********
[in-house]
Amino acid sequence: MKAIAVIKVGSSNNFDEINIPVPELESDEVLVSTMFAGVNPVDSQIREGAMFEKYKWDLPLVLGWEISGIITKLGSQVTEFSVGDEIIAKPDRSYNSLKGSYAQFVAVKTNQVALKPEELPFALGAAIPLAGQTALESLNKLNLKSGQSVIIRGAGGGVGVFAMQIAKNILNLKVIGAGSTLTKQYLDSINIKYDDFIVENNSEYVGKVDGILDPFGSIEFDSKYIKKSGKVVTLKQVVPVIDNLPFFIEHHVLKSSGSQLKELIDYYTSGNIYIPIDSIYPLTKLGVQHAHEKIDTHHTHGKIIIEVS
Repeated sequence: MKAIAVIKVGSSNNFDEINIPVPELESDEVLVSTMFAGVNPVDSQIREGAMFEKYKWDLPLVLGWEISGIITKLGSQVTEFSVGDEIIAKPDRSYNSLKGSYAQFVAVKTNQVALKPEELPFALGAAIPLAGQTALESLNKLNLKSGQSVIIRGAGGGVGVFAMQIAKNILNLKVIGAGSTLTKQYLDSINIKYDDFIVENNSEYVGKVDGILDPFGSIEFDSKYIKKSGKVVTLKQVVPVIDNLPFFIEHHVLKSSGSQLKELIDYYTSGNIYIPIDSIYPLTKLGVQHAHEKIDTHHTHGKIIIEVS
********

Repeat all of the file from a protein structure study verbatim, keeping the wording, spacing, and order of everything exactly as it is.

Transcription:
[in-house]
Amino acid sequence: MKAIAVIKVGSSNNFDEINIPVPELESDEVLVSTMFAGVNPVDSQIREGAMFEKYKWDLPLVLGWEISGIITKLGSQVTEFSVGDEIIAKPDRSYNSLKGSYAQFVAVKTNQVALKPEELPFALGAAIPLAGQTALESLNKLNLKSGQSVIIRGAGGGVGVFAMQIAKNILNLKVIGAGSTLTKQYLDSINIKYDDFIVENNSEYVGKVDGILDPFGSIEFDSKYIKKSGKVVTLKQVVPVIDNLPFFIEHHVLKSSGSQLKELIDYYTSGNIYIPIDSIYPLTKLGVQHAHEKIDTHHTHGKIIIEVS
Repeated sequence: MKAIAVIKVGSSNNFDEINIPVPELESDEVLVSTMFAGVNPVDSQIREGAMFEKYKWDLPLVLGWEISGIITKLGSQVTEFSVGDEIIAKPDRSYNSLKGSYAQFVAVKTNQVALKPEELPFALGAAIPLAGQTALESLNKLNLKSGQSVIIRGAGGGVGVFAMQIAKNILNLKVIGAGSTLTKQYLDSINIKYDDFIVENNSEYVGKVDGILDPFGSIEFDSKYIKKSGKVVTLKQVVPVIDNLPFFIEHHVLKSSGSQLKELIDYYTSGNIYIPIDSIYPLTKLGVQHAHEKIDTHHTHGKIIIEVS